Ruby Fremon: Yeah. The easiest way for me to explain this is calling people out is the shaming, the blaming, the pointing the finger, which we’re seeing a lot of, the canceling, whereas calling people in is calling people into a conversation, into a space where we can actually see the human in each other. It’s been a wild few years and I was really loud at the beginning but there were certain things, certain lines that I didn’t cross. Like, I didn’t want to call names to anyone. All I wanted, just personally for myself, was the ability to be able to have a conversation without being shot down. And now, over the past couple of years, it’s gotten even worse. Now, the polarization is literally having people’s accounts removed online and removing their voices from every platform. It’s getting people fired. And that is the calling people out mentality. It’s bullying. It’s the same energetic frequency. But when you call people in, you’re calling them in from a place of responsivity versus reactivity and that’s the biggest difference.
Most people right now are reacting to everything because they’re having a triggered response and they’re reacting from that response versus taking that triggered response, getting curious about their own triggers, waiting until they can get to a calm, collected, responsive state where they can actually respond to something. And that is what I see as the biggest issue. And of course, yes, there are people who are controlling this division because, of course, divide and conquer, right? A collective that is divided is much easier to conquer. Why not just have them blame each other? But we all essentially want the same damn thing. And if people can just take a step back despite the differences and just look at the basic human needs of what we all desire, that’s where we can recreate or reconnect to the humanity.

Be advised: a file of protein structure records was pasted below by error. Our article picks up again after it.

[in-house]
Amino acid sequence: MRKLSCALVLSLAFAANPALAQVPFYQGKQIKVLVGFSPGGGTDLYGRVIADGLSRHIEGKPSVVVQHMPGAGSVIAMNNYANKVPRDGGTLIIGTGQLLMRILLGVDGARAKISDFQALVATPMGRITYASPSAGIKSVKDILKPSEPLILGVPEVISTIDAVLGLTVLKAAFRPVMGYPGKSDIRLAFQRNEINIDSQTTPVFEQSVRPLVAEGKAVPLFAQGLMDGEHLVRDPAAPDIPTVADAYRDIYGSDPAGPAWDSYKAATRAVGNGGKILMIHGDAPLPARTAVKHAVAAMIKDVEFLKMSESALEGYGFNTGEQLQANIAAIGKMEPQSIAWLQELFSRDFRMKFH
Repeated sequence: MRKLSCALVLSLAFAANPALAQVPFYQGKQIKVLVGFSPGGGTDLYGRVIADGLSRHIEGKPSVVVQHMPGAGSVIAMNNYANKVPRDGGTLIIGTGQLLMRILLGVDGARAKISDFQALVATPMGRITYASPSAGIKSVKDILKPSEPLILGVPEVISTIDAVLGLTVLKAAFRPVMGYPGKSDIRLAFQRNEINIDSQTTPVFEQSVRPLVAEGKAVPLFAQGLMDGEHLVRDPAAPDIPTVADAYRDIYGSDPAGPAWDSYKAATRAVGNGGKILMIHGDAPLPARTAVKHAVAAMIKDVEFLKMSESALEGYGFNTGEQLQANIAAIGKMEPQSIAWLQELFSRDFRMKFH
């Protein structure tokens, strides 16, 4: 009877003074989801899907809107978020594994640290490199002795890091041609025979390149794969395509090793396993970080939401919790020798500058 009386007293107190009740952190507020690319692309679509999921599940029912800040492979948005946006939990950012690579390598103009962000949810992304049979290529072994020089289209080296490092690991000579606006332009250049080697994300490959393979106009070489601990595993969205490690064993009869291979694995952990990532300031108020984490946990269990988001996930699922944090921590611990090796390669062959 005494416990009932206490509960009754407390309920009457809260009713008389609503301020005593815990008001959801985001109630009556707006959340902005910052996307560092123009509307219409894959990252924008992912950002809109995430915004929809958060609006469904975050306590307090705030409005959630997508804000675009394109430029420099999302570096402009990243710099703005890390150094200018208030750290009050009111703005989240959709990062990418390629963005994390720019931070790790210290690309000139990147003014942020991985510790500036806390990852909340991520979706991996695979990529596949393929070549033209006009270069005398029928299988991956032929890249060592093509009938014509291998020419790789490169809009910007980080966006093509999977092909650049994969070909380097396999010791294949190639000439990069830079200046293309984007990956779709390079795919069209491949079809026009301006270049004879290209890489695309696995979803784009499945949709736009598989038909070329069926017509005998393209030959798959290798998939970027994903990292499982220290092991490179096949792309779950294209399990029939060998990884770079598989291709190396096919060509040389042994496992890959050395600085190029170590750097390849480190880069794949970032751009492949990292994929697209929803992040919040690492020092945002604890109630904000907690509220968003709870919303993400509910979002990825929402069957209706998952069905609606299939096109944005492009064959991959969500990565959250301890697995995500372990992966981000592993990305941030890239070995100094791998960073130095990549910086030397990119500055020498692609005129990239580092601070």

Hal Elrod: Yeah. Well said. So, let’s talk about that in action. So, if you see somebody on social media and so much of it happens on social media, right? That’s like our…
Ruby Fremon: Oh my God. Yeah.
Hal Elrod: Right? That’s our new town hall or our new coffee shop or whatever. But if somebody sees somebody and I think you kind of address this in terms of you get triggered, right? What might somebody like let’s actually give somebody a script, if you will, right? What might somebody say if they’re engaging on social media and also in person, right? Let’s say you got family over, the in-laws are over, and your in-law says something that’s like a very heated, divisive statement or divisive in that you’re like, “Oh, my God, I can’t believe they think that. It just boils my blood when they say that or they believe that.” How might we respond? What’s a way? Is it with a question? Is it with an invitation? Is it with an observation? Like, how might you respond to somebody, whether it’s in person or on social media? And are those different? Maybe is there a nuance there?
Ruby Fremon: Yes. There is a difference between person and social media. And so, let’s start with social media because when you’re behind a screen, people are very brave behind the screen.
Hal Elrod: Yeah.